Regular screenings can ease a woman’s anxieties. COURTESY WIKIMEDIA COMMONS

For Montclair Local 


Editor’s note: This series will be written by practitioners in Summit Medical Group (SMG) on health-related topics. This one is by Dr. Karen Dias-Martin, gynecologist at Summit Medical Group in Glen Ridge, NJ. Dr. Dias-Martin will appear on the 2019 list of New Jersey’s Top Doctors. She has lived in Montclair with her family for 25 years. 


Almost every woman I see is concerned about gynecologic or breast cancer, and I understand why. Most of us know someone — a family member, friend, or coworker — who has been diagnosed. But I tell my patients the same thing I tell my friends: I wish they wouldn’t worry so much. 

Take gynecologic cancer for instance. If you play by the rules the odds are well in your favor. Every year there are some 95,000 cases of gynecologic cancer in the U.S. But if you come in for a regular physical exam, get the recommended screenings, get vaccinated against human papillomavirus or HPV (if you are eligible) and do not smoke, your risk decreases significantly. And if cancer does develop, we will likely catch it in the earliest stages. 

We are fortunate today to have so many advanced screening tools. The Pap smear, which detects cervical and vaginal cancer, is one of the easiest, most effective, and safest tests available. A yearly mammogram can also help detect breast cancer early. Summit Medical Group offers convenient walk-in screening mammograms without an appointment or prescription in several locations. I tell my patients all they have to do is show up! 

Another advance in recent years is the development of the HPV vaccine, which has been shown to significantly reduce the risk of cervical cancer.





That goes for appointments too. Even if you are not due for a Pap smear, come in for an annual physical exam. During a pelvic or vaginal exam, I can feel or see abnormalities that are associated with cancer. I recently diagnosed three patients with early vulvar cancer after a simple exam. 

Some patients tell me they think a yearly visit is overkill. But I urge them to reconsider. Most women do not hesitate to pop in for a mole check and they can see the spots on their skin. Do you really know what is happening — or what it looks like — down there? If you get a clean bill of health after your appointment, and most patients do, you can simply relax and enjoy the rest of the year!

Of course, it is also important to stay attuned to any changes that may occur throughout the year. Here is what you need to know about the five most common gynecologic cancers:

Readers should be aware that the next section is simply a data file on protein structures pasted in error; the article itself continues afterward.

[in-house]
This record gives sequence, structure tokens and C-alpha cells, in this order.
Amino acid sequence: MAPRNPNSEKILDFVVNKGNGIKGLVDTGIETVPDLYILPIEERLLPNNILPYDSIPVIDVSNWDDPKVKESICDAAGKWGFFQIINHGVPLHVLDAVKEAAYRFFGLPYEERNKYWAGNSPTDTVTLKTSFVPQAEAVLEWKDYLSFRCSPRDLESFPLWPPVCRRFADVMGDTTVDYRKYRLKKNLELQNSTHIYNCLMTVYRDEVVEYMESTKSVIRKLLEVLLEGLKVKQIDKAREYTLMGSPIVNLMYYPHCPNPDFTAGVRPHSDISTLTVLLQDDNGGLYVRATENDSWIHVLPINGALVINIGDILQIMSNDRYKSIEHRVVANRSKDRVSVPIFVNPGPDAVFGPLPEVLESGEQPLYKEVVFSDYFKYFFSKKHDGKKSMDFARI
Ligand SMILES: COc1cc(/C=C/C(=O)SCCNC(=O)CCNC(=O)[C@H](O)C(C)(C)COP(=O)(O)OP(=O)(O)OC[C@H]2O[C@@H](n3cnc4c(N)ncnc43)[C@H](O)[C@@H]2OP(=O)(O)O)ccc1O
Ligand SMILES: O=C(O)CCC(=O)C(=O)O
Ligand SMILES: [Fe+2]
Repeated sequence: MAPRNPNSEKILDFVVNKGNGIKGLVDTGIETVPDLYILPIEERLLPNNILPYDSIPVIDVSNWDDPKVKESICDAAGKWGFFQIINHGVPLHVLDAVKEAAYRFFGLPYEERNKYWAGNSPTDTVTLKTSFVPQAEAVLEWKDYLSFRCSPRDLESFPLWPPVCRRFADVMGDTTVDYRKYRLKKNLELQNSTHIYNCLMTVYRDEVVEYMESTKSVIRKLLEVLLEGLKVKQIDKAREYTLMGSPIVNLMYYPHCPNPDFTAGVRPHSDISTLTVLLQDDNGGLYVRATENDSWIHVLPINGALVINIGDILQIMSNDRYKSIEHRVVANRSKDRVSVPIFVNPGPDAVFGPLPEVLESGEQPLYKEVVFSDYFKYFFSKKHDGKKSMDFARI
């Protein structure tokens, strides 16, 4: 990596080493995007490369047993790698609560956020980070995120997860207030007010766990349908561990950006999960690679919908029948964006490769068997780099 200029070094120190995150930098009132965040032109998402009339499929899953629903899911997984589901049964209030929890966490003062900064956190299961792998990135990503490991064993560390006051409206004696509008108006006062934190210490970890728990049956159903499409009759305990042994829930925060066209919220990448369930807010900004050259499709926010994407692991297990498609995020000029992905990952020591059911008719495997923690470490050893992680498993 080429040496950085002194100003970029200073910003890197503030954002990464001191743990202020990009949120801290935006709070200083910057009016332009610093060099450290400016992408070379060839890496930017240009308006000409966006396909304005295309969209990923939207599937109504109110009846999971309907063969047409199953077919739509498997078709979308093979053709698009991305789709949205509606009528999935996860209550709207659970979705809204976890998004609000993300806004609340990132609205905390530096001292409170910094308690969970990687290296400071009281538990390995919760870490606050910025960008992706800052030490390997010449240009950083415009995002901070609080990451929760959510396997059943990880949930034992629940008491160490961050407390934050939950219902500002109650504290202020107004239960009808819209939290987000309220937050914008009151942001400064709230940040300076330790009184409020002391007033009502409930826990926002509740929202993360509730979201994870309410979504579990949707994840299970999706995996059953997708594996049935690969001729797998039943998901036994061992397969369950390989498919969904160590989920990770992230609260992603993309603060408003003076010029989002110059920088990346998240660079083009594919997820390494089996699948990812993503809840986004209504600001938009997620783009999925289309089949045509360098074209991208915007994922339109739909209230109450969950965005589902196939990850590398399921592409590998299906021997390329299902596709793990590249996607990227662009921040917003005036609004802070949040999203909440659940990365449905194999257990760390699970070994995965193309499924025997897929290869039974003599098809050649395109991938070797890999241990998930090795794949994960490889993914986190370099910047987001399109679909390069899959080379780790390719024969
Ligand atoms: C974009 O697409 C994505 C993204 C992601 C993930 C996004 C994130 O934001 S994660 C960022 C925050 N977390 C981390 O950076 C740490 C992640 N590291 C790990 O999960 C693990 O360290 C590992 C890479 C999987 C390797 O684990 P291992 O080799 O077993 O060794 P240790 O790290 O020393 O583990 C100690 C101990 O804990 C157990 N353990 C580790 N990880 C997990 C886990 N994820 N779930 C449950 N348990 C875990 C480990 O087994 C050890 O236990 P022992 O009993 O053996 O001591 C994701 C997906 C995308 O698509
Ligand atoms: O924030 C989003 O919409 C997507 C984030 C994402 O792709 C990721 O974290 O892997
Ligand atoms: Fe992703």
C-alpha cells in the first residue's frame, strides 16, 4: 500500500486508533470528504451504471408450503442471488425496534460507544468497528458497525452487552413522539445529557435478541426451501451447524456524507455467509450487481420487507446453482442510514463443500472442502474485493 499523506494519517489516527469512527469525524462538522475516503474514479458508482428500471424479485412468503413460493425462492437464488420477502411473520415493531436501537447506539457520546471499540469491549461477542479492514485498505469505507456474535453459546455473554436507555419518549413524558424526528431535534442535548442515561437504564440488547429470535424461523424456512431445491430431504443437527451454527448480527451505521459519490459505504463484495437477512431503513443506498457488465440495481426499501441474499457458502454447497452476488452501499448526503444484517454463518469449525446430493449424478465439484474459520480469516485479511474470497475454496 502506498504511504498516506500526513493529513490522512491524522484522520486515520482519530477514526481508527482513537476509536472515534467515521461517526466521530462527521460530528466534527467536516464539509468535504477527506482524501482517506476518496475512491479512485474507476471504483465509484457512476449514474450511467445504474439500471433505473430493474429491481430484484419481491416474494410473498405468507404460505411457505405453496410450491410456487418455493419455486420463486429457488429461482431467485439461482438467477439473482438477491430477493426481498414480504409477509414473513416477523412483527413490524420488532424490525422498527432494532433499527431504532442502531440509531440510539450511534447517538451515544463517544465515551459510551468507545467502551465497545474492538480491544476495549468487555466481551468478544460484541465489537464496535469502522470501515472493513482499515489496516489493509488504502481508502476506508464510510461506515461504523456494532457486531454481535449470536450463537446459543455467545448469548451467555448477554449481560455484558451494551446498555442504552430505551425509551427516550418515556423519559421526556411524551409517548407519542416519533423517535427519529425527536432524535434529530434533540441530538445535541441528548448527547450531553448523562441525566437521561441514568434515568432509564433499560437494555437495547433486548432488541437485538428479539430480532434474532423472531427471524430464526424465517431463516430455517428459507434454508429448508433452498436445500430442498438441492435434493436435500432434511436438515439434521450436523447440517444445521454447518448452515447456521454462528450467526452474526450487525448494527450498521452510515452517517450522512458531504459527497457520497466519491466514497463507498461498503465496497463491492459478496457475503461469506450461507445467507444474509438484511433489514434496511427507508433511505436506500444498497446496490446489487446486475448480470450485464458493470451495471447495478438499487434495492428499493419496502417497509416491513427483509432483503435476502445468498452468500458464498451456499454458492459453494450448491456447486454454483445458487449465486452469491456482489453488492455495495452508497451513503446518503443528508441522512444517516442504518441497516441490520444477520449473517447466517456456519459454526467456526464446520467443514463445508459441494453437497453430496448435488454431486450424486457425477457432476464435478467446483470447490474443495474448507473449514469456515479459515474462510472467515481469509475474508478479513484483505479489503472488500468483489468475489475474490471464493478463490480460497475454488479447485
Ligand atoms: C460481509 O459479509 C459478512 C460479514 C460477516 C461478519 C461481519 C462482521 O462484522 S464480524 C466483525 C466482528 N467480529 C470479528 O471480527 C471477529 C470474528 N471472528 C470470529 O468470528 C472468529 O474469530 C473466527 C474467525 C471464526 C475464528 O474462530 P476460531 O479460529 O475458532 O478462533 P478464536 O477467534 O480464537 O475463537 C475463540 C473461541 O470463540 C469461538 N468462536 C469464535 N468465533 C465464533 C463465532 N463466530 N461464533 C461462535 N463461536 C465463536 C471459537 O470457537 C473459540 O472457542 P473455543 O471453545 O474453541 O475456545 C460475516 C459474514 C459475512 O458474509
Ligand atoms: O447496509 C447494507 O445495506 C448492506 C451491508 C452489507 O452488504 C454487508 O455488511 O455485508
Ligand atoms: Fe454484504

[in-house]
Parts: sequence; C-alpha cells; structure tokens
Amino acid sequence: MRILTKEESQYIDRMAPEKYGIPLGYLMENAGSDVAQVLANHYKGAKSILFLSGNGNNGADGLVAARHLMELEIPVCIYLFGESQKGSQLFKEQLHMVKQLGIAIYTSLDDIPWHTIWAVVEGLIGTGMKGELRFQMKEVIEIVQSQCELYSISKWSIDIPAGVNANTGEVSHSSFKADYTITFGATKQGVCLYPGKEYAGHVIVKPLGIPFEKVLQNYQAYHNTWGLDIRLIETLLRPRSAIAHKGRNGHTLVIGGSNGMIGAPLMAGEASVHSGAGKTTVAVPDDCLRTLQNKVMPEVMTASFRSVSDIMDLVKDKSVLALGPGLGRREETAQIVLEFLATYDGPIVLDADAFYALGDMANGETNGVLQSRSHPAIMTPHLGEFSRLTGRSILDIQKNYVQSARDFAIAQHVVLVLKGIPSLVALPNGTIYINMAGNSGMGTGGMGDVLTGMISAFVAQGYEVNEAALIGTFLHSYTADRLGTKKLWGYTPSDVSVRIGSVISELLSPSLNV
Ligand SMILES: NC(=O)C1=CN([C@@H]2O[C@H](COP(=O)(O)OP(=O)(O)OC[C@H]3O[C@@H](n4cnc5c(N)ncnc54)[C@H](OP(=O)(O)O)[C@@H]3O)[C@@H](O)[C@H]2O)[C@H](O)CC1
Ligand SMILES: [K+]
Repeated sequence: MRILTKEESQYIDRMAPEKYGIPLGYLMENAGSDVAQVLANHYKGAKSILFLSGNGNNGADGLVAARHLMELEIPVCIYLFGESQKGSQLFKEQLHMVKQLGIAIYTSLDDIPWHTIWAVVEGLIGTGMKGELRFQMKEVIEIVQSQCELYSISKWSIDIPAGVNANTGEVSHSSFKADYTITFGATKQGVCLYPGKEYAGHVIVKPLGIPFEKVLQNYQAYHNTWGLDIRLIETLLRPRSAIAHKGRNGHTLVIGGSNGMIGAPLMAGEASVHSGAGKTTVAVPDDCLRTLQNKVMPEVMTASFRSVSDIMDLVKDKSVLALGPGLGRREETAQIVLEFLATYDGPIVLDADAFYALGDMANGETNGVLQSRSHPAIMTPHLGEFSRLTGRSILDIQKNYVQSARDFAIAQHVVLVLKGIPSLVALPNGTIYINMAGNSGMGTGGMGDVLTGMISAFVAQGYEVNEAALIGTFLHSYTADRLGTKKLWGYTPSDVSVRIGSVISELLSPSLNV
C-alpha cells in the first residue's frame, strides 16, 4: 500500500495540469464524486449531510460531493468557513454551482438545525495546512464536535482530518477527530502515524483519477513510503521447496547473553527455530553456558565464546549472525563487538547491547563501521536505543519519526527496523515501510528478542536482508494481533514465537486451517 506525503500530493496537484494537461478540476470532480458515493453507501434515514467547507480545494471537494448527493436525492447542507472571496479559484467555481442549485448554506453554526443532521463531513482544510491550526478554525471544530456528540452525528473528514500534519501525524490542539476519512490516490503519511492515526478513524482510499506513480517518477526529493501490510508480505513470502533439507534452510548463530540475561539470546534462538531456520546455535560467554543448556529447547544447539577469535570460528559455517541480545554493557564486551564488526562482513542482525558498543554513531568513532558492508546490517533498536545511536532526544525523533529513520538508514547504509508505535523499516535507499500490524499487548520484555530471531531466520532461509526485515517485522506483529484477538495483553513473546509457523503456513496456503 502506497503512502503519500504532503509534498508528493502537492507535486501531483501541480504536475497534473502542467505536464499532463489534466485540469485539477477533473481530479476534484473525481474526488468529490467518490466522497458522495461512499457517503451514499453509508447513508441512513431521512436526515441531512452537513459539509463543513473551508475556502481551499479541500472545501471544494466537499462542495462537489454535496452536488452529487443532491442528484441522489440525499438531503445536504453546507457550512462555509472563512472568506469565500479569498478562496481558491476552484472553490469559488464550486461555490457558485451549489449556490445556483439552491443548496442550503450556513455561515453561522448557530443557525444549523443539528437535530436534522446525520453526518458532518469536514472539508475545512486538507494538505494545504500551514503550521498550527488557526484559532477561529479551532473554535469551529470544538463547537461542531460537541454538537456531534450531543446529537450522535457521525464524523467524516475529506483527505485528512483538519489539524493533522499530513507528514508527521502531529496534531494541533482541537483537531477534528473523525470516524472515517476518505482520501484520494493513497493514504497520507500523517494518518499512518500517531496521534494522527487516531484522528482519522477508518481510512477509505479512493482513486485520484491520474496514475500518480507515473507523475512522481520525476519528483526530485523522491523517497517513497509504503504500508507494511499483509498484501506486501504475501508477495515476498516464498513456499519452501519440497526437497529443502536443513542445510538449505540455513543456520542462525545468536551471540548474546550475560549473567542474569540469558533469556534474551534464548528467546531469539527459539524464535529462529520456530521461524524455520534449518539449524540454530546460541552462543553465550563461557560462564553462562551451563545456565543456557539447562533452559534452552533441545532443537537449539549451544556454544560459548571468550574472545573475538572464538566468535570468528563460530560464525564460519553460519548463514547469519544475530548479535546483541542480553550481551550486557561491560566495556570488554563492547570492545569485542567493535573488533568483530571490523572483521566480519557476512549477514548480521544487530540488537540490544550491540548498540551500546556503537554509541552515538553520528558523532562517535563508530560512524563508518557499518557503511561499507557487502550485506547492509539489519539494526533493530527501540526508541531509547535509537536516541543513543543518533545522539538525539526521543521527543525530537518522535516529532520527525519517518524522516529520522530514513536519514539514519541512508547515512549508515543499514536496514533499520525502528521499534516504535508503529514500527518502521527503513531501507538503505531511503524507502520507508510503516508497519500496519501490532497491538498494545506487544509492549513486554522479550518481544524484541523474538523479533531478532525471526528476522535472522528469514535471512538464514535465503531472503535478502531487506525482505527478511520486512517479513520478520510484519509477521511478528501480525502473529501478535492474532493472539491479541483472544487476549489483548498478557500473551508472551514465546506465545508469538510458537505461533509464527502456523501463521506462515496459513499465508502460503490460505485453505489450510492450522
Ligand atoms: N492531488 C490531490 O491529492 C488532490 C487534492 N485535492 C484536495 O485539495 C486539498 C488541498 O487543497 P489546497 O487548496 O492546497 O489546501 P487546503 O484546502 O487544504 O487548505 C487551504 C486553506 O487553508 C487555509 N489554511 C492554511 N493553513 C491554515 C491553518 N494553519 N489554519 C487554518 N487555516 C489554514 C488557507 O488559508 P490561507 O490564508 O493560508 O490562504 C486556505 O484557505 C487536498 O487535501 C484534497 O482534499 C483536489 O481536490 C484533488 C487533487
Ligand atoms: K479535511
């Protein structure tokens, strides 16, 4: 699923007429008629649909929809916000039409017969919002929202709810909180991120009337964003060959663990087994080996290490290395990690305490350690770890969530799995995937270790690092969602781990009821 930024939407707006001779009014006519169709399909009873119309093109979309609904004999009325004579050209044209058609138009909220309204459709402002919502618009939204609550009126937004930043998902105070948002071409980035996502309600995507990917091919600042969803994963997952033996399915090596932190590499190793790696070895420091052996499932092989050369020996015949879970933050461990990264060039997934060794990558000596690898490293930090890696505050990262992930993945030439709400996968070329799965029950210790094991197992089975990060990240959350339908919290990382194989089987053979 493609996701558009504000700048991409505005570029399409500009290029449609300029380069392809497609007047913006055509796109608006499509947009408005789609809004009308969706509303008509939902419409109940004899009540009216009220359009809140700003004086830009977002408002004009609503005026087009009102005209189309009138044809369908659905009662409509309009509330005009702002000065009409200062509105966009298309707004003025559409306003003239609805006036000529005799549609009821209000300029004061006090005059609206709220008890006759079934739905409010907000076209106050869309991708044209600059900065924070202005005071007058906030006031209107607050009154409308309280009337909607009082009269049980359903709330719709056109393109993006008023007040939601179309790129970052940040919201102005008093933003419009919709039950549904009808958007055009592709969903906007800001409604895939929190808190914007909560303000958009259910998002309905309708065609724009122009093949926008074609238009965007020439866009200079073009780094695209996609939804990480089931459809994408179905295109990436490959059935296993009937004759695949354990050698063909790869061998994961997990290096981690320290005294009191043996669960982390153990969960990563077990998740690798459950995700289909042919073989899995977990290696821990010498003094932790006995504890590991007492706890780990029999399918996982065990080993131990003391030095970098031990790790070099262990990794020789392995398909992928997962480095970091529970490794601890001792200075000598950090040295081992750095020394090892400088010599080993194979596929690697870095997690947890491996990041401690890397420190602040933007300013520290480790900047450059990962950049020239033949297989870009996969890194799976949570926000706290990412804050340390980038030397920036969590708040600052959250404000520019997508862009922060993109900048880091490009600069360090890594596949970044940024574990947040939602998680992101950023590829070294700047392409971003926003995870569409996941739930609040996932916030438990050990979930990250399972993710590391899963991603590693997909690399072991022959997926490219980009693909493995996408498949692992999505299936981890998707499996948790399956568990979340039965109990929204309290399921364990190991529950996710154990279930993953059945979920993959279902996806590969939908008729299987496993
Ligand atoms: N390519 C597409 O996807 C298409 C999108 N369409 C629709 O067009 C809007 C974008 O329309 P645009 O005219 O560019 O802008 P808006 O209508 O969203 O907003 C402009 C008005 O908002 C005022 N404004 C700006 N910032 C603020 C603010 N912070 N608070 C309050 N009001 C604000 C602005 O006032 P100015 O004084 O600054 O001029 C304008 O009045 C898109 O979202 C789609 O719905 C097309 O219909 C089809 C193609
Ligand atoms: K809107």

Cervical cancer, which typically shows up during midlife, is highly preventable. Pap tests can detect precancerous changes before they turn into cervical cancer. According to the CDC, as many as 93 percent of cervical cancers can be prevented by screening and being vaccinated against HPV. 

Ovarian cancer is the second most common gynecologic cancer and also the most serious. Women generally do not have symptoms until the disease progresses. Unfortunately, a Pap test, physical exam, or pelvic ultrasound is not helpful in finding early disease. Rather than the typical pelvic pain or bleeding that is associated with most gynecologic cancers, the majority of women I see with ovarian cancer present with abdominal pain or gastrointestinal symptoms. Discuss any changes in bowel habits or menstrual periods with your physician.  

Uterine cancer is one of the easier cancers to detect because women generally present with a telltale sign: abnormal vaginal bleeding. If you have already been through menopause, and begin bleeding again, visit your doctor right away. 

Vaginal cancer is rare and typically found in women over age 60. Like cervical cancer, vaginal cancer can be detected with a Pap smear and is more likely to develop if you have a history of HPV. Signs include abnormal bleeding, vaginal lumps, or pain during sex. 

Vulvar cancer, which affects the external genitalia, is also uncommon. The average age of diagnosis is 68 years. Most women develop an itchy lump or sore. If you are still uncomfortable after treating a yeast infection or trying several creams for the itchy area, visit your physician. 

Developing a good relationship with your family medicine physician or gynecologist is key. Ask yourself these questions. Would I feel comfortable telling my doctor intercourse is painful or that my bowel movements are oddly colored? I see my patients as partners, and they can ask me anything. With regular visits and open communication, we can reduce the risk of gynecologic cancer together as a team.